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1987 – Beloved by Toni Morrison

Beloved

There are subjects on which the world maintains a silence closely resembling sin. Beloved speaks about one such sin. It is a terrifying book, and yet it makes rapturous eloquent use of the sky and land and tree and food and clothing. Beyond everything else it’s a book about how people talk: the dialogue is musical, elastic, by turns funny and serious. Dazzling.

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1988 – The Collected Poems of Czeslaw Milosz

The Collected Poems of Czeslaw Milosz

In any crisis I turn to Milosz. What to do when you have to accept a savage emotional wound? Where to find the courage to trust another human being after betrayal? When you want to know how you deserve such a fate? Milosz’s verses address something that remains mysteriously inconsolable within me.

Buy New and Collected Poems

1990 – Omeros by Derek Walcott

Omeros

Walcott – one of the greatest poets in the English language – relocates Homer to the Caribbean, because the past belongs not just to those who created it – it belongs to everyone, everywhere. So the Greek heroes become poor fishermen and Helen is a servant girl. It is profound, beautiful and endlessly inventive. It’ll even break your heart.

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1992 – The English Patient by Michael Ondaatje

The English Patient

The first 120 pages of this book are the holiest pages I know – prose whose beauty eases the poverty of the world; startling images; and characters you care about like your family. The book speaks of love and lovelessness, about the acceptance of loss, and how compared with love almost everything in life is easy.

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1993 – All The Pretty Horses by Cormac McCarthy
1994 – The Crossing by Cormac McCarthy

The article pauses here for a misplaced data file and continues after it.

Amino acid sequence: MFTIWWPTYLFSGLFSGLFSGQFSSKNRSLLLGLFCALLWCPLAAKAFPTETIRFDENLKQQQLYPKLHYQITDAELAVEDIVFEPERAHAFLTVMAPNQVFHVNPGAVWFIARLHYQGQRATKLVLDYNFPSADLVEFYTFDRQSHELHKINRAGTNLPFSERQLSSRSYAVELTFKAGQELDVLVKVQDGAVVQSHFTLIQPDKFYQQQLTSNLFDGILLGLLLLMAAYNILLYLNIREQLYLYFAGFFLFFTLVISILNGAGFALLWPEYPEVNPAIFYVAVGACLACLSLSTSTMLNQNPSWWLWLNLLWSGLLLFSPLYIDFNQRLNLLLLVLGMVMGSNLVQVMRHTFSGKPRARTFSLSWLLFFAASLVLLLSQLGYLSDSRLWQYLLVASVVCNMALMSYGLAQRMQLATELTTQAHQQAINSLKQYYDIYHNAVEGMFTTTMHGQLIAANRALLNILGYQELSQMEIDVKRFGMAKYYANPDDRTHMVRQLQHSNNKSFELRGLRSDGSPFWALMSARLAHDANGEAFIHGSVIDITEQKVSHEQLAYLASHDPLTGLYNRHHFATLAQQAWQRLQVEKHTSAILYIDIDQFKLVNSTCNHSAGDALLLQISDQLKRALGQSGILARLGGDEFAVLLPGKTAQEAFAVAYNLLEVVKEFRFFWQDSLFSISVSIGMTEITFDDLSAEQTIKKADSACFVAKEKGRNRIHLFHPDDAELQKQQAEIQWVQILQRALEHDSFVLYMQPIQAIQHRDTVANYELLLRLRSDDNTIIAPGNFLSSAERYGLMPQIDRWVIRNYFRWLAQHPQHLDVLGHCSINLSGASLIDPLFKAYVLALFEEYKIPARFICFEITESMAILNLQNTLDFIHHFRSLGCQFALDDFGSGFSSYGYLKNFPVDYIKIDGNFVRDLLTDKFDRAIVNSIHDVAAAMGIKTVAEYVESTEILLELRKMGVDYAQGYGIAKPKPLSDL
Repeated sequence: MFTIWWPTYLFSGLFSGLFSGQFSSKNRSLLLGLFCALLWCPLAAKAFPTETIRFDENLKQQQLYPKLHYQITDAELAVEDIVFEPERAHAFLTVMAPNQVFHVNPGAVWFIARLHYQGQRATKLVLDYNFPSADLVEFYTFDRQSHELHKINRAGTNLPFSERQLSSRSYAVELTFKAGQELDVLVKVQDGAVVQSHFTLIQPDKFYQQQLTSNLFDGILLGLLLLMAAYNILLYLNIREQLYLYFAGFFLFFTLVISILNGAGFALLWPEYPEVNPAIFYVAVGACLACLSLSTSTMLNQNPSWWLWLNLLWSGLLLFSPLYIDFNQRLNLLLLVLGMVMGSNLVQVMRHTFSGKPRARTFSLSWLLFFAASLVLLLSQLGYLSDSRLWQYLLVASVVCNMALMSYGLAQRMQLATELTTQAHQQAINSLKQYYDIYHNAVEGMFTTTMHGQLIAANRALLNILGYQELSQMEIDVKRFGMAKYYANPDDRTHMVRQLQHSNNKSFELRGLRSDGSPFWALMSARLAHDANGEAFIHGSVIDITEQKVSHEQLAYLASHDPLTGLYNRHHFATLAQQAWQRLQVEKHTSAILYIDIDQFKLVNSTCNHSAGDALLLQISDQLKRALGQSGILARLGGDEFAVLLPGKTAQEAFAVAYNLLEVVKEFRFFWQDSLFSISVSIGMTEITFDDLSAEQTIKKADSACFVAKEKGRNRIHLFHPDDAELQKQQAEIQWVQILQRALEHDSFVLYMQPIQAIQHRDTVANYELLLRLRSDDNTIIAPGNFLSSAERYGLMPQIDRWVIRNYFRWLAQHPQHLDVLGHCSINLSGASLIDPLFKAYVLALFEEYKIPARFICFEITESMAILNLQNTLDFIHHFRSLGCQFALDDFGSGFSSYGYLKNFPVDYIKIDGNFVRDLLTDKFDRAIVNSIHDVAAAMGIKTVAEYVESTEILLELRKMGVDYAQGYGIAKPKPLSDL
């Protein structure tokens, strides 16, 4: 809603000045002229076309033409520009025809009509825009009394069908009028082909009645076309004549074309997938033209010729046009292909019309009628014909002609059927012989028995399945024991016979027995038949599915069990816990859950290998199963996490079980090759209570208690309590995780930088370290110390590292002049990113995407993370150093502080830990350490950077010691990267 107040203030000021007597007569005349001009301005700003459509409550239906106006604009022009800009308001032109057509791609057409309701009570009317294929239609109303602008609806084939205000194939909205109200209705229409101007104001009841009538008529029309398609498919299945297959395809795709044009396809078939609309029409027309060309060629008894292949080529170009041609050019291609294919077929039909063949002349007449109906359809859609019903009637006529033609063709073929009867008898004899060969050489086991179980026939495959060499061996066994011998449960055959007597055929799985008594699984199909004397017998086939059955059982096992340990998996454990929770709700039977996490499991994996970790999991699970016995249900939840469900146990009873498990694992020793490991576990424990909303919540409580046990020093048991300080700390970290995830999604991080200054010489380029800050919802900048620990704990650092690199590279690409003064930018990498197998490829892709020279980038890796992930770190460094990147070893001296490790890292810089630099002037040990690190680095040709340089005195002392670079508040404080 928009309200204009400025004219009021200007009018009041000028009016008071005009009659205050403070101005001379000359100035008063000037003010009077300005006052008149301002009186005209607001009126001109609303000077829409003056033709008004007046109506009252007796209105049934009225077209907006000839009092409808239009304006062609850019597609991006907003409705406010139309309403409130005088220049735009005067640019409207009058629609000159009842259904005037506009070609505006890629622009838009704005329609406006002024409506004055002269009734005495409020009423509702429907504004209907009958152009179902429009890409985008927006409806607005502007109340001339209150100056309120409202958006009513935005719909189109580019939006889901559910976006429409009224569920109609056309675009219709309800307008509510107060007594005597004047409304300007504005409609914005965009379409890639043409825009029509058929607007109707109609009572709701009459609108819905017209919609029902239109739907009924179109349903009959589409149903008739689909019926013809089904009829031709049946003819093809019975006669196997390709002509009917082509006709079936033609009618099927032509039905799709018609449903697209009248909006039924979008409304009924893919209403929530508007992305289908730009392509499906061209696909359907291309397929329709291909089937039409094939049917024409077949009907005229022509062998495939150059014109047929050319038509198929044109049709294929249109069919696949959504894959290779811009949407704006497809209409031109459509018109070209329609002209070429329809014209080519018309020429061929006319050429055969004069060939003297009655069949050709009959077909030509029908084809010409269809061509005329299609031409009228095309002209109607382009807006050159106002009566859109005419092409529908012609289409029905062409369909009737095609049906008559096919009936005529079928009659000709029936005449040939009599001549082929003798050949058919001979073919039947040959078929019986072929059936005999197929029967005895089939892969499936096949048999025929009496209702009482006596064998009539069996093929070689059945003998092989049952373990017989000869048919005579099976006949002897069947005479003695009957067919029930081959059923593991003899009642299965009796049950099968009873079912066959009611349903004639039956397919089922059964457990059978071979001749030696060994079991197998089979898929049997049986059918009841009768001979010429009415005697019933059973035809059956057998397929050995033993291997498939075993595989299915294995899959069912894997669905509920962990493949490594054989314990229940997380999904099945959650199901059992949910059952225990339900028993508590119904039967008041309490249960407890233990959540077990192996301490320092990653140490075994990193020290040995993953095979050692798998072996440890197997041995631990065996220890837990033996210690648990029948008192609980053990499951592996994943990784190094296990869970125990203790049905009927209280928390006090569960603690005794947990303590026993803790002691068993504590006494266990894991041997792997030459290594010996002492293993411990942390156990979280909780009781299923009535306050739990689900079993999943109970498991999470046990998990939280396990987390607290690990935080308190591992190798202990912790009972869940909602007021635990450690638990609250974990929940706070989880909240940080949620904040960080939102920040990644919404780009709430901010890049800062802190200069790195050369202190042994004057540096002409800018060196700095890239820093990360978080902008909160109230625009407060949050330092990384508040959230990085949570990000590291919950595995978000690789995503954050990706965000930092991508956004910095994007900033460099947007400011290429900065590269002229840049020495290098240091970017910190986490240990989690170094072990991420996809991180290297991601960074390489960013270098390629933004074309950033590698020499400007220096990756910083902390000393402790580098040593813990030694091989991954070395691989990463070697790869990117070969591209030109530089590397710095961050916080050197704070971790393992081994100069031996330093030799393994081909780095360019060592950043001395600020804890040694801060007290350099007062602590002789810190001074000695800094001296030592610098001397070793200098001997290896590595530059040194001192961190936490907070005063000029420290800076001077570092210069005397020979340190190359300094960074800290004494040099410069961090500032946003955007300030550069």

The Border Trilogy

Most people behave badly because they ask too little of themselves. In these books McCarthy – who is one of my great loves – writes about very young men hurled into unknown landscapes, a world frequently absent of radiance. They survive or they die – but they hold onto their integrity, because only the gentle are ever really strong. And McCarthy’s prose is the closest thing I know to an electric shock. It is energy made visible; what Saul Bellow called ‘life giving and death dealing sentences.’

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1995 – Sabbath’s Theatre by Philip Roth

Sabbath's Theater

From the first sentence on this is a funny, serious, and frightening book – the story of a man at the end of his tether. Dirty, ugly, fearing the loss of his sexual prowess, Sabbath wanders around New England and New York like Shakespeare ranting at street corners, screaming the song of the land.

1997 – American Pastoral by Philip Roth

American Pastoral

A book about a man whose daughter is a terrorist, and how he tries to hold onto the ideas of justice and dignity when the smell of blood is in the air and it’s the age of prominent madmen. I disagree strongly with the political stance of this book, but as a novel it contains some of the most intense dramatic scenes in recent years.

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1997 – Taoos Chaman ki Mynah by Naiyer Masud

Taoos Chaman Ki Myna

A novella from the Urdu master of Lukhnow. A man steals a bird from his employer’s menagerie for his little daughter. This is a hear-quickening tale. I don’t think I understand all of its mysteries but perhaps that is how it should be; if you see a statue of a veiled maiden, you mustn’t try to chisel off the veil in the hope of uncovering the face underneath.

1997 – The God of Small Things by Arundhati Roy

The God of Small Things

The key text about all of India’s yesterdays and todays. It is almost elemental. There are a 100,000 miles of blood vessels in a human body, and every drop of blood in mine is grateful to Arundhati Roy for having written this. By turns sorrowing and ecstatic, it possesses a touch that has a sting of starlight to it.

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1997 – Brokeback Mountain by Annie Proulx

Brokeback Mountain